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Markel Corp. Message Board

  • richardnealfrank richardnealfrank Nov 23, 1998 7:07 PM Flag

    valuing Markel

    My calculations are stale because I did them some
    time ago and have forgotten the details but the
    priciples should hold.

    1. Markel tends to
    overreserve for losses by about five percent and thus is
    overreserved by about five percent.

    2. Markel, on
    average won't have to pay its losses (on average) for
    about five and a half years. It thus has the use
    of
    about 750 million for approximately five and a half
    years. If Markel can earn 8% on the money one may view
    the present value of the debt as 95 % of 750 000 000
    or 712 500 000.
    Usinng a compond discount rate of
    .92 raised to the five and one half power one gets a
    presentvalue of the losses payable
    as 450 million or 300
    million more than official book.

    Year end book
    was $65 and adding in the 300 million one gets about
    $120 per share. One may do a Berkshire number and
    mentally add in about 25% of the taxes owed of about
    $45million because Markel can use the float on the taxes
    almost indefinitely to invest.

    Adding in
    Markels integrity, its buying discipline, its
    underwriting discipline, its investing discipline and its nose
    for bargins it seems quite underpriced. If we also
    add in that insurance industry has been in an
    extrodinary bear market for a decade Markel is even more
    impressive. Swiming against the current it has done well,
    when the tide terns and industry wide pricing firms
    Markel should fly.

    SortNewest  |  Oldest  |  Most Replied Expand all replies
    • True, but in this case I happen to know that they
      are not selling due to any upcoming bad news. (That's
      not to say there won't be any bad news in the future
      - nobody can anticipate that. But that is not why
      they sold in May)

    • That is possibly accurate. But keep in mind, these guys have bought shares in the past equal to what they're selling today so I'd wager they don't think the price is cheap.

    • the May filings by the three executives then I
      wouldn't read too much into that. Those shares represent a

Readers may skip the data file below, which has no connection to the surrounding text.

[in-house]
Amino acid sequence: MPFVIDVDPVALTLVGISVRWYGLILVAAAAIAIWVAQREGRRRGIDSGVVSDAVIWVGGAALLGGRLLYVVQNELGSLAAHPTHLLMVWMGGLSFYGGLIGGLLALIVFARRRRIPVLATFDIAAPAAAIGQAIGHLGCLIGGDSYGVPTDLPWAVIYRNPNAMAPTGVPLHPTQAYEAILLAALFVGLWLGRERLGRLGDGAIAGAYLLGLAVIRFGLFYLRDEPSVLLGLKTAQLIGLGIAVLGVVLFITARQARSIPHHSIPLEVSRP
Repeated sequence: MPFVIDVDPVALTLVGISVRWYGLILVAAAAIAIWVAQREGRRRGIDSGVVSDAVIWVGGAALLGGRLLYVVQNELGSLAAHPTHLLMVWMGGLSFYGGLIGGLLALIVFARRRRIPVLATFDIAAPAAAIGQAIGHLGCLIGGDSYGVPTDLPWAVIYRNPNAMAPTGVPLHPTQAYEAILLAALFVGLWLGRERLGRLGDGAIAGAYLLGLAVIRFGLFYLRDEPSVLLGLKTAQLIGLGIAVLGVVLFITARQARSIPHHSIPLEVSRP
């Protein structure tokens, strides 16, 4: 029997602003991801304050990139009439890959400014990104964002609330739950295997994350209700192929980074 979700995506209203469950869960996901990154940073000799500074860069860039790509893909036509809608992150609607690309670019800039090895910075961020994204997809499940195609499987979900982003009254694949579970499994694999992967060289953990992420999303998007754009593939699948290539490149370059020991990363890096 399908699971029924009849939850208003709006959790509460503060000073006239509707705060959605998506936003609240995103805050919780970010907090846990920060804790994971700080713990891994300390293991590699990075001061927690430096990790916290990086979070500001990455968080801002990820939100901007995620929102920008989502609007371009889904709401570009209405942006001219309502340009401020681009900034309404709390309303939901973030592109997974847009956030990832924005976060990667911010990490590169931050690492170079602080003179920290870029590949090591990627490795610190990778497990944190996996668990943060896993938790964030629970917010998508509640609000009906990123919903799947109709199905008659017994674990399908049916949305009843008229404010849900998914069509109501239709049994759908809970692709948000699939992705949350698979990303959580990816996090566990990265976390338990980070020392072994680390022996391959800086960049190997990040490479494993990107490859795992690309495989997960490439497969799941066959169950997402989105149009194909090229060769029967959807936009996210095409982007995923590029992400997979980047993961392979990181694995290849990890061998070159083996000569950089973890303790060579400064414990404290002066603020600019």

tiny (very tiny in some cases) percentage of their
      respective holdings and the sale was merely for
      diversification/spending purposes.

    • If you are buying today, it is nearly certain you are buying what the upper management is selling. They are selling a load.

    • I haven't heard anything, so I added some shares this AM.

      If it keeps dropping, I'll keep adding!

    • Thanks Led123,

      Float is basically unearned
      premium reserve. Right?

      When I read Buffet's
      letter to the shareholder, he critisized companies who
      booked more reserves than what they needed to
      manuplating the earning growth.

      That's opposite
      philosophy of MKL's.


      -M

    • Anybody heard anything? Volume doesn't look that strange.

    • Float refers to the funds that the company holds
      but does not own. An insurance company has a unique
      business model in that it receives revenues on the front
      end (in the form of insurance premiums) and pays its
      expenses later, sometimes years later (in the form of
      claims). In the meantime, the company can invest this
      float and earn a profit on these investments. Some
      insurance companies will actually sell their policies at a
      loss and make up for it on the float. Fortunately
      Markel makes an underwriting profit as well as an
      investment profit. This is a similar model to the one Warren
      Buffett has been so successful with over the
      years.

      Equity, in this case, refers to book value or Assets
      minus Liabilities. Markel has stated that their goal is
      to have 4 dollars of investments for every one
      dollar of equity. If they earn 5% on their investment
      portfolio, then this will translate into a return of 20% on
      book value. The idea is that the company's intrinsic
      value will track its book value over long periods of
      time. In the short run, of course, anything can
      happen.

      Another nice feature of Markel is their accounting
      conservatism. Insurance companies have to set up reserve
      accounts on their balance sheets since sooner or later
      those claims will hit. In the past, Markel has tended
      to "over reserve." When the future arrives and it is
      not as bad as planned for, those extra reserves can
      be released as earnings and flow through to the
      income statement.

    • I was very impressed when someone compare Buffet with MKL.

      Can someone elaborate it more?

      -M

    • I am new here this board. And I am new at
      Markel.

      I have received 1998 Annual Statement, and read
      some of the articles here.

      There are two
      things that I do not understand.

      What is
      "float"?

      What is "equity" in $4 in bonds and $1 in
      equity.
      Is it a share holder's equity? or Equity (in
      investment in stocks)?

      Thanks.

      -M

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